A 2400-Year-Old Ship Seen Only in Ancient Greek Art Was Found at the Bottom of the Black Sea

Courtesy of The Black Sea Maritime Archaeology Project
Courtesy of The Black Sea Maritime Archaeology Project

A sunken trading ship believed to be from ancient Greece has been found in remarkable condition at the bottom of the Black Sea, The Guardian reports. Archaeologists say the vessel is more than 2400 years old, making it the world’s oldest intact shipwreck on record.

The mast is still upright, and the rudders and rowing benches have also remained in place. Members of the Black Sea Maritime Archaeology Project (MAP) found the ship a mile below the surface. According to the group, the Black Sea is considered “one of the world’s finest underwater laboratories” because it contains an anoxic (or unoxygenated) layer that helps preserve ancient artifacts and ships.

Jon Adams, MAP's principal investigator, said the discovery of such a well-preserved ship from the classical world was previously inconceivable. He said the find “ will change our understanding of shipbuilding and seafaring in the ancient world.” Previously, ships of this kind have only been seen on works of art, like ancient Greek pottery. The vessel is thought to be similar to the one painted on The Siren Vase, a work of pottery that dates back to about 480 BCE, which depicts the fictional Odysseus (from The Odyssey) fastened to the mast to resist the lure of the Sirens.

“There are ships down there that have never been seen apart from in murals and paintings and in books, and these are the first time they have been seen since they were afloat,” expedition CEO Edward Park told The Guardian.

The University of Southampton took a small piece of the wreckage and used carbon dating to confirm the vessel’s age. The MAP has also found more than 60 ships from the Classical, Roman, Byzantine, and Ottoman periods since the project launched in 2015.

[h/t The Guardian]

Mastodon Bones Have Been Discovered by Sewer Workers in Indiana

Thomas Quine, Flickr // CC BY 2.0
Thomas Quine, Flickr // CC BY 2.0

When something unexpected happens during a sewer system project, the news is not usually pleasant. But when workers installing pipes in Seymour, Indiana stopped due to an unforeseen occurrence, it was because they had inadvertently dug up a few pieces of history: mastodon bones.

According to the Louisville Courier Journal, workers fiddling with pipes running through a vacant, privately owned farm in Jackson County happened across the animal bones during their excavation of the property. The fossils—part of a jaw, a partial tusk, two leg bones, a vertebrae, a joint, some teeth, and a partial skull—were verified as belonging to a mastodon by Ron Richards, the senior research curator of paleobiology for the Indiana State Museum and Historic Sites. The mastodon, which resembled a wooly mammoth and thrived during the Ice Age, probably stood over 9 feet tall and weighed more than 12,000 pounds.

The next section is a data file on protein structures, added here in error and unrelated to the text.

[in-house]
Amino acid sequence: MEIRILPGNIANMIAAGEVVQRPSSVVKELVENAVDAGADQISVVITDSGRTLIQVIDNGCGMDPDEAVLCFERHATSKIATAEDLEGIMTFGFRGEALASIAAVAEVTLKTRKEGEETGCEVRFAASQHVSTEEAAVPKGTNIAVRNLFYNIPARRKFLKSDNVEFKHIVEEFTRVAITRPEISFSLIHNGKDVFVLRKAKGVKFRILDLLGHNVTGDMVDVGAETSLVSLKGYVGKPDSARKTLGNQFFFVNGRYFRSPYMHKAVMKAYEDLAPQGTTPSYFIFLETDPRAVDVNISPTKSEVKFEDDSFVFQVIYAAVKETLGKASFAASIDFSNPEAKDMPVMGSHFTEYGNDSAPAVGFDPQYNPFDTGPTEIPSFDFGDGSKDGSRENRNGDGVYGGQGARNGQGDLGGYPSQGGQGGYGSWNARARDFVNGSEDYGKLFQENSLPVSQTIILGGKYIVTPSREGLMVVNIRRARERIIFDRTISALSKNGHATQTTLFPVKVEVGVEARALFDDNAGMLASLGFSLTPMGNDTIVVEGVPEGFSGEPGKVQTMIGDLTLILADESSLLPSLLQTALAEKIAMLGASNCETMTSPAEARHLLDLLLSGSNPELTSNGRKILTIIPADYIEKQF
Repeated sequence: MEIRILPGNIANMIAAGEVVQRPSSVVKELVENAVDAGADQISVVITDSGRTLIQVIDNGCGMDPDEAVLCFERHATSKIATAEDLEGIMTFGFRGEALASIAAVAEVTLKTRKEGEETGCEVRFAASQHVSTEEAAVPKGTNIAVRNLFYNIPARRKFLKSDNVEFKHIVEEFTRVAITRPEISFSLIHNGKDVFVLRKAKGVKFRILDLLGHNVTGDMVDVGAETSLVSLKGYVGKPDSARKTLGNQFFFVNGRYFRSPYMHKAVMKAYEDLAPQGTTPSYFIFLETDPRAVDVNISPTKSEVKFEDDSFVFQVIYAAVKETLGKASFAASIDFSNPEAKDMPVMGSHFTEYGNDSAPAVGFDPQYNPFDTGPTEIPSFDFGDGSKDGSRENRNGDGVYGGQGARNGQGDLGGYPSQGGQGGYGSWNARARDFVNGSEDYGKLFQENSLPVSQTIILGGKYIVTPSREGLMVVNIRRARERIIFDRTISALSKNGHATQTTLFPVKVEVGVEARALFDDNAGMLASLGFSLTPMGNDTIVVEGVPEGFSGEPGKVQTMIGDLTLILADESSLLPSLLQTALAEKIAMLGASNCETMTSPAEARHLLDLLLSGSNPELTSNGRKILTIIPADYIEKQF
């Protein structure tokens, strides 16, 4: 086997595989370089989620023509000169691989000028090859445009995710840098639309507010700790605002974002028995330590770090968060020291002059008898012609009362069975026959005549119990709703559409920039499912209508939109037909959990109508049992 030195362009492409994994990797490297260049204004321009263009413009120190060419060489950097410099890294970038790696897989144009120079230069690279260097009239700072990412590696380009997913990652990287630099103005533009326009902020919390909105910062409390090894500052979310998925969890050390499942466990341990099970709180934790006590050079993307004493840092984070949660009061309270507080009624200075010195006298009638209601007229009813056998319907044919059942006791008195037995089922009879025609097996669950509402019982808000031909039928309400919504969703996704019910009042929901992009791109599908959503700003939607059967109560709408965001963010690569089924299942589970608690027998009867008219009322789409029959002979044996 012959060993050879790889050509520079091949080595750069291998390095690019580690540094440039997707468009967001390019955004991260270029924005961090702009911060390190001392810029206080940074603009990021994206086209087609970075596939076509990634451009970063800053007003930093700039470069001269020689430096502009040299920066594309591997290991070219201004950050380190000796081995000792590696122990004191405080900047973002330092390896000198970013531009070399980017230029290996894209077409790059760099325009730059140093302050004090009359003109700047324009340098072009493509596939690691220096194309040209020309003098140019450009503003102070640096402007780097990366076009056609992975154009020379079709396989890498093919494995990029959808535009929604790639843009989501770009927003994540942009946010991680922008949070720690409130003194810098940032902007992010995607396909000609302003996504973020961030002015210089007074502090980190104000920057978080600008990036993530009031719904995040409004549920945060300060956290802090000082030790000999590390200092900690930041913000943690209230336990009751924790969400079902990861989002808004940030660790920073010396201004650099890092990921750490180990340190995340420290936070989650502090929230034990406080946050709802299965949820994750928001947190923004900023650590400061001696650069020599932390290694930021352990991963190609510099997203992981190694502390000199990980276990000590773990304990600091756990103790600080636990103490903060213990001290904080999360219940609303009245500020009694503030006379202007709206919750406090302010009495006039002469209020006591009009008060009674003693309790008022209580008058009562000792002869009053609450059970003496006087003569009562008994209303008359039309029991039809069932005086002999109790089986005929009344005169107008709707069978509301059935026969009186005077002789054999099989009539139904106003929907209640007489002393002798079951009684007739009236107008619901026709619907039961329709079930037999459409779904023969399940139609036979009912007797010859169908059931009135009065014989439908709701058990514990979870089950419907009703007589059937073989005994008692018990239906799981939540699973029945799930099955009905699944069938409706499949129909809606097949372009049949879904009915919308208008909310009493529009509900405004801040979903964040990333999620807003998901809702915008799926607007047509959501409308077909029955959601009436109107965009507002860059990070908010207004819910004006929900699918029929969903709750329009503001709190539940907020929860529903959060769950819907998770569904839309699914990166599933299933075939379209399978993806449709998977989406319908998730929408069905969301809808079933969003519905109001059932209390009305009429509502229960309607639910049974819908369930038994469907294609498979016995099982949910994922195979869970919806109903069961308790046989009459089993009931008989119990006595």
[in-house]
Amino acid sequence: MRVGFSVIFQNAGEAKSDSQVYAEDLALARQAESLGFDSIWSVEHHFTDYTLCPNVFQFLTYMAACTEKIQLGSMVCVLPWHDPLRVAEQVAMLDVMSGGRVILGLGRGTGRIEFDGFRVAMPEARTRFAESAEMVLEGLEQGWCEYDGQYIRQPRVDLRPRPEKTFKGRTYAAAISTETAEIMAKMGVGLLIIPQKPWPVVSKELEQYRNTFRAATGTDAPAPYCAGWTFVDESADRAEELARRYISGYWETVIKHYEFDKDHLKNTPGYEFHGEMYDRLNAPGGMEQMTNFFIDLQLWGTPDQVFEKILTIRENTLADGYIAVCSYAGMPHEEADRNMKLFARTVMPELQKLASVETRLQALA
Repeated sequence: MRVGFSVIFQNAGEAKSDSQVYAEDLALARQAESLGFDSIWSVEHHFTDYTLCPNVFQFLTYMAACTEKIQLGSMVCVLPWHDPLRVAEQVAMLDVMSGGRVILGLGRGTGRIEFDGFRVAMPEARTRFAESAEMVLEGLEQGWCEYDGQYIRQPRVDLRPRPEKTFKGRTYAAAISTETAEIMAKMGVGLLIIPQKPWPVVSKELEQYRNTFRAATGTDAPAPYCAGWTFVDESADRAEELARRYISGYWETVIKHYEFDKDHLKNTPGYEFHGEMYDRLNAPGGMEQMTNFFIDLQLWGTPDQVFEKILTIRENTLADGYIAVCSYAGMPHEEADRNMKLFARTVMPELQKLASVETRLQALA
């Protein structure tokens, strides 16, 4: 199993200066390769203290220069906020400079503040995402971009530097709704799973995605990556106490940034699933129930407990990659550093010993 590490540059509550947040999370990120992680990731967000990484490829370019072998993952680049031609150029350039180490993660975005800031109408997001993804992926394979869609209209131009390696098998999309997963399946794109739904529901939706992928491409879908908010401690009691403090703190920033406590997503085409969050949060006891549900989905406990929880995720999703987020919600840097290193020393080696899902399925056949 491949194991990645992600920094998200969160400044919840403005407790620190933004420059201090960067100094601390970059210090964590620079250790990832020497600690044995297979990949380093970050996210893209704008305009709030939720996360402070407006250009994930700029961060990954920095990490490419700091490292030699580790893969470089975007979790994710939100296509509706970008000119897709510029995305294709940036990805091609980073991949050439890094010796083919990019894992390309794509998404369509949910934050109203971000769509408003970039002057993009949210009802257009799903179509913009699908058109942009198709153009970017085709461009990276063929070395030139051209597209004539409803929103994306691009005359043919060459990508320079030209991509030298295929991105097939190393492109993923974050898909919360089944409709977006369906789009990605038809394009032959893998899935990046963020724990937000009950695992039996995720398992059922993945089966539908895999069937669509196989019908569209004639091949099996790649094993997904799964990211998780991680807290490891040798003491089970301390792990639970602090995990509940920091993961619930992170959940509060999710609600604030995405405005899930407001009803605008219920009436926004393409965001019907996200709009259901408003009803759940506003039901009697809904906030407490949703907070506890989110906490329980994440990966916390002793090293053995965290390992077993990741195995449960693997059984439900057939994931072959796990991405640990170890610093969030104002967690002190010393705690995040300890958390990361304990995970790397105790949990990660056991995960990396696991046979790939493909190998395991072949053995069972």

The owners of the farm, the Nehrt and Schepman families, plan to donate the bones to the Indiana State Museum in Indianapolis if the museum committee decides to accept them. Previously, mastodon bones were found in Jackson County in 1928 and 1949. The remains of “Fred the Mastodon” were discovered near Fort Wayne in 1998.

[h/t Louisville Courier Journal]

Middle School Student Discovers Megalodon Tooth Fossil on Spring Break

iStock.com/Mark Kostich
iStock.com/Mark Kostich

A few million years ago, the megalodon was the most formidable shark in the sea, with jaws spanning up to 11 feet wide and a stronger bite than a T. Rex. Today the only things left of the supersized sharks are fossils, and a middle school student recently discovered one on a trip to the beach, WECT reports.

Avery Fauth was spending spring break with her family at North Topsail Beach in North Carolina when she noticed something buried in the sand. She dug it up and uncovered a shark tooth the length of her palm. She immediately knew she had found something special, and screamed to get her family's attention.

Her father recognized the megalodon tooth: He had been searching for one for 25 years and had even taught his three daughters to scour the sand for shark teeth whenever they went to the beach. Avery and her sisters found a few more shark teeth that day from great whites, but her megalodon fossil was by far the most impressive treasure from the outing.

Megalodons dominated seas for 20 million years before suddenly dying out 3 million years ago. They grew between 43 and 82 feet long and had teeth that were up to 7.5 inches long—over twice the size of a great white's teeth. They're thought to be the largest sharks that ever lived.

Megalodon teeth have been discovered on every continent except Antarctica, but they're still a rare find. Avery Fauth plans to keep her fossil in a special box at home.

[h/t WECT]

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